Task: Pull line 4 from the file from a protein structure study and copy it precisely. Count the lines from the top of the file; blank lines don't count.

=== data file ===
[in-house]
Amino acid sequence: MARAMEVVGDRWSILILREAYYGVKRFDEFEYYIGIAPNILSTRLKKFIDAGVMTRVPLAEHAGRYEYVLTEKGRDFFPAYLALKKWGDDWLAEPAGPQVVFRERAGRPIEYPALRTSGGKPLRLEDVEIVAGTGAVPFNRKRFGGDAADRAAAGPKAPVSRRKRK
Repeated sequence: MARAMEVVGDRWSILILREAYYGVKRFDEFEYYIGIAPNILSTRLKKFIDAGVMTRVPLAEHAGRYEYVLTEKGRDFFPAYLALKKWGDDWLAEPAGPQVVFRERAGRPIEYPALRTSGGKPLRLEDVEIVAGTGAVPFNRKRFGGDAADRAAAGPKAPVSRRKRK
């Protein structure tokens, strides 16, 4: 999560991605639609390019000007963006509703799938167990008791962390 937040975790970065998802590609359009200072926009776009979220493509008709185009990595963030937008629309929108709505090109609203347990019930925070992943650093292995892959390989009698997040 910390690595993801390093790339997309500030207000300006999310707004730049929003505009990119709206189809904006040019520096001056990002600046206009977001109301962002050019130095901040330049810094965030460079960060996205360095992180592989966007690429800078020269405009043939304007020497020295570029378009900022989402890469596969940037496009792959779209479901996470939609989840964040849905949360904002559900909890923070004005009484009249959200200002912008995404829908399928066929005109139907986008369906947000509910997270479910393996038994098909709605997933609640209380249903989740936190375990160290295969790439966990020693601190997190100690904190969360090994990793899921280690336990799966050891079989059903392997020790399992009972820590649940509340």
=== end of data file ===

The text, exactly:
């Protein structure tokens, strides 16, 4: 999560991605639609390019000007963006509703799938167990008791962390 937040975790970065998802590609359009200072926009776009979220493509008709185009990595963030937008629309929108709505090109609203347990019930925070992943650093292995892959390989009698997040 910390690595993801390093790339997309500030207000300006999310707004730049929003505009990119709206189809904006040019520096001056990002600046206009977001109301962002050019130095901040330049810094965030460079960060996205360095992180592989966007690429800078020269405009043939304007020497020295570029378009900022989402890469596969940037496009792959779209479901996470939609989840964040849905949360904002559900909890923070004005009484009249959200200002912008995404829908399928066929005109139907986008369906947000509910997270479910393996038994098909709605997933609640209380249903989740936190375990160290295969790439966990020693601190997190100690904190969360090994990793899921280690336990799966050891079989059903392997020790399992009972820590649940509340």